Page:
By Donald Platt
I keep returning to John Constable’s Study of Clouds.
Oil on cardboard,
six by seven and a half inches, it shows purple-gray
one patch of blue, above low hills and two small trees flanked by shrubs
in the left
foreground. A sketch en plein air, a half hour’s worth of work at most,
exactly one scrap of sky and shifting sunlight on a blustery
day in 1820.
The year King George the Third died in Windsor Castle, blind
and insane, the year
50,000 Scottish weavers went on strike and printed a proclamation
calling for a new
“provisional government.” Their leaders were caught, hanged, and then
for good measure. This cloud study survived that history.
Two minutes later,
the clouds would have taken on a different cast of light and shape
just like the thunderheads
now piling up above the Liffey. I hobble out of the Dublin City Gallery,
take a bus to the river,
sit on a park bench with a ziplock bag of ice on my swollen knee. Its wet cold
makes the joint
ache. My body is breaking down, bone spur under the right kneecap.
I watch young men and women in black sweats run along the River Liffey —
Abha na Life,
Anna Liffey, river that crosses the plains of Life. I envy them.
Once I too could run
over the asphalt, almost without knowing I inhabited a body
whose knees might seize up
and swell. I will not run again in this life. Cirrus and cumulonimbus
scud across the blue
escutcheon of sky. Sun’s blazon through rain rampant, my life is a cloud study
for some larger landscape
John Constable never got around to painting. It hangs in a gilded frame.
People stare at it
before passing on to more important canvases, to Renoir’s
Les Parapluies, women
and men opening shiny black umbrellas in a Paris park.
There a mother shelters
her two daughters under an umbrella meant for one.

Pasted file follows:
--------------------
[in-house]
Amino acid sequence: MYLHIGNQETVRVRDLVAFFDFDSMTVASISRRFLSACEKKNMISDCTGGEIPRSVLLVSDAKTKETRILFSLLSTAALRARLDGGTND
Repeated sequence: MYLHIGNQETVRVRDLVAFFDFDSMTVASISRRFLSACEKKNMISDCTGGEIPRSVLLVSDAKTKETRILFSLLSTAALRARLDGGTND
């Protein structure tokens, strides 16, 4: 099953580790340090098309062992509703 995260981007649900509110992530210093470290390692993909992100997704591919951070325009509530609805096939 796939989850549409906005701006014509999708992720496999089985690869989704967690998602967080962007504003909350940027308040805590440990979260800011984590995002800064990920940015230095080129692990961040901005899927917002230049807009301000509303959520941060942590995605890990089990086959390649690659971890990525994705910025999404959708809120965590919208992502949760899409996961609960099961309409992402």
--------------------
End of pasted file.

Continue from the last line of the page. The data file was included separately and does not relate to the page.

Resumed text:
The younger daughter
holds a wooden hoop she has been rolling along tamped dirt paths,
whipping it with a stick
to keep it spinning, before the rain settled in. Renoir painted
this small family
in his lush, impressionistic style. Five years later, after visiting
Italy and studying
Piero della Francesca’s frescoes, he came back and finished the painting
in his new “manière aigre”
or harsh style. He handled the gray silk folds of the auburn-haired woman’s dress
on the left as if they were
granite to be sculpted. She carries a market basket filled
to the brim with shadow.
To approach old age, one needs a new, harsher style. Here, by the Liffey,
mothers push screaming
infants in strollers. Five teenagers in blue jeans and bright yellow or green raincoats
walk by, joking, texting
on cell phones, smoking. One girl and her boy hang back, embrace, French-kiss
a long ten seconds.
Another boy shouts over his shoulder, “Get a room!” A pair
of mute swans
preens and swims down the River Liffey, whose amber waters mirror
how the clouds pass,
avalanche of cumulus that hangs forever on the burnished
of my memory — vast sky surf, cloud after cloud cresting, breaking
to be washed
away to blue nothing. Each of us — lovers, mothers, runners, me — no more
than windblown swansdown.